Not only do parents make adjustments in their lives when a child in care enters their home, the children in the house are in for changes too… big changes!
It doesn't matter if they are born or adopted into the family or are currently in foster care. Adjustments come easily for some -- they move over at the table, know they will have to share your time and smile -- while others are still processing the changes they had to make well into adulthood.
One dad, with humor and insight, tells a story about his 9-year-old son. On the evening that he and his wife were going to foster parenting classes, his son said. "Dad, so you and Mom are going to be gone all night and neglecting me all evening so that you can learn how to care for other kids you're going to bring into our house?"
This wise father knows that his son anticipates making some big changes and is probably fearing it. It's the savvy parent who knows that the whole family will be making changes.
On the other hand, some birth children take fostering and adopting for granted. They are in a position to appreciate what their parents are doing and feel part of it. They learn their new dances in the family circle.
One woman who grew up with biological, adopted and foster siblings says, "I think I lived in my own bubble all my life. The kids who came were almost all younger than me, so I didn't have to compete with them for anything, other than the bathroom. But that was just normal."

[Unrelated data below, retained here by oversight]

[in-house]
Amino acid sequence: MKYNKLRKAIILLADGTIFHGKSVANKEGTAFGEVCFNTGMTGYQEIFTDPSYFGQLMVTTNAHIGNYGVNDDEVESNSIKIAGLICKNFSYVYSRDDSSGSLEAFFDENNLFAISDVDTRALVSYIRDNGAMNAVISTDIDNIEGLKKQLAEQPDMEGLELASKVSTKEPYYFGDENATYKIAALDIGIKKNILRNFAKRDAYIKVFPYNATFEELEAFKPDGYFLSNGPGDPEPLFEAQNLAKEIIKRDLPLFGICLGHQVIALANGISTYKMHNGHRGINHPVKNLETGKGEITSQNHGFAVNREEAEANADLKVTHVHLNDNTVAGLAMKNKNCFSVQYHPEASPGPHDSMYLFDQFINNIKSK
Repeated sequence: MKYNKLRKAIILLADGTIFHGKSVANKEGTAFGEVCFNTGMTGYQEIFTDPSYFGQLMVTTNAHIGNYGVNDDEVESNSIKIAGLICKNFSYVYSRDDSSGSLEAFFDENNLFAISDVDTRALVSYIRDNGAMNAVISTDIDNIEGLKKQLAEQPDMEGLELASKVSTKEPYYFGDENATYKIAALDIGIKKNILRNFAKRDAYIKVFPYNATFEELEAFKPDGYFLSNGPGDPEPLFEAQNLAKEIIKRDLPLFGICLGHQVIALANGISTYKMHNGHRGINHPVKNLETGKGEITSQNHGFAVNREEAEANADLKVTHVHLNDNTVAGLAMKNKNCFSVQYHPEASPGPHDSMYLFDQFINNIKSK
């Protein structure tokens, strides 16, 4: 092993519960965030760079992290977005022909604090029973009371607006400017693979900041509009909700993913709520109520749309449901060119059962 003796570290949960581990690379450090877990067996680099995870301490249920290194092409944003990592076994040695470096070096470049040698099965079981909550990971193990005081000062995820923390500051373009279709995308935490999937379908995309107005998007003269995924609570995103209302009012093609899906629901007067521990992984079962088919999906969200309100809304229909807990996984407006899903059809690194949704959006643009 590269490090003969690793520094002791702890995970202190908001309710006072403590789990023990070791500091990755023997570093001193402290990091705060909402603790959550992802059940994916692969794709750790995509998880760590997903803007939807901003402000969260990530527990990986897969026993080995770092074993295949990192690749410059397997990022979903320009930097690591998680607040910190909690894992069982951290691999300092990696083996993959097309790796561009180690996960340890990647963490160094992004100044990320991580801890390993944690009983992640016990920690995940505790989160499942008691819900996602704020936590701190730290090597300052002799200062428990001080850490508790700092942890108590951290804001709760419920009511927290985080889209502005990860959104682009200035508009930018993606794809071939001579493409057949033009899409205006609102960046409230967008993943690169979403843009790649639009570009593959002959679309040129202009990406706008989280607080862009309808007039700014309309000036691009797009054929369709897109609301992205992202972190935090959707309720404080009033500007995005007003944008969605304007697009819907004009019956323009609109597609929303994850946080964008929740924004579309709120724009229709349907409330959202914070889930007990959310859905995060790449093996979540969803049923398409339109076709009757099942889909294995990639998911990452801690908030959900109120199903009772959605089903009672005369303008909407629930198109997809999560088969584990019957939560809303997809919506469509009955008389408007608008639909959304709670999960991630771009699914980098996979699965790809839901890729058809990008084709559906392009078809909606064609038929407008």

She goes on to say, "I was old enough to understand the basics of foster care, so the comings and goings weren't a big deal either. Growing up in a foster home is what it is—it's hard to describe unless you have lived another way to compare it to something."
Both reactions are valid. Be open to any reactions your kids may have and have some tools ready to help the family expand.
Stress and Support
If you find yourself or your children having a hard time with fostering, talk to your workers. You can also find tremendous support from other foster parents. Other foster parents are often an invaluable resource -- they listen to your concerns, offer tremendous support, and they may have ideas to help your family adjust.
It's likely you will be part of therapy with the child in care. The therapist may also have some ideas to help with your family, marriage and other relationships. Sometimes, periodic check-ins with therapists can help prevent crises in foster care and families.
Tell all of the children in your home that they can come to you any time if they don't feel safe -- for whatever reason. Make that a primary household rule and repeat it often.
Children who have been traumatized may have experienced sexual or physical violence and may act out. You must teach all the children to say "no" and tell you if something happens.
Make household tasks and jobs part of the new routine of the child who comes into your family, and do so in the first weeks. The new child may have to learn how dishes are washed in your home but that should start soon after they come.
Children learn to adjust to changes in a family, and fostering does change the family dynamics. As your children navigate the waters of fostering with you, they learn a tremendous amount about the world and how to live when they become adults.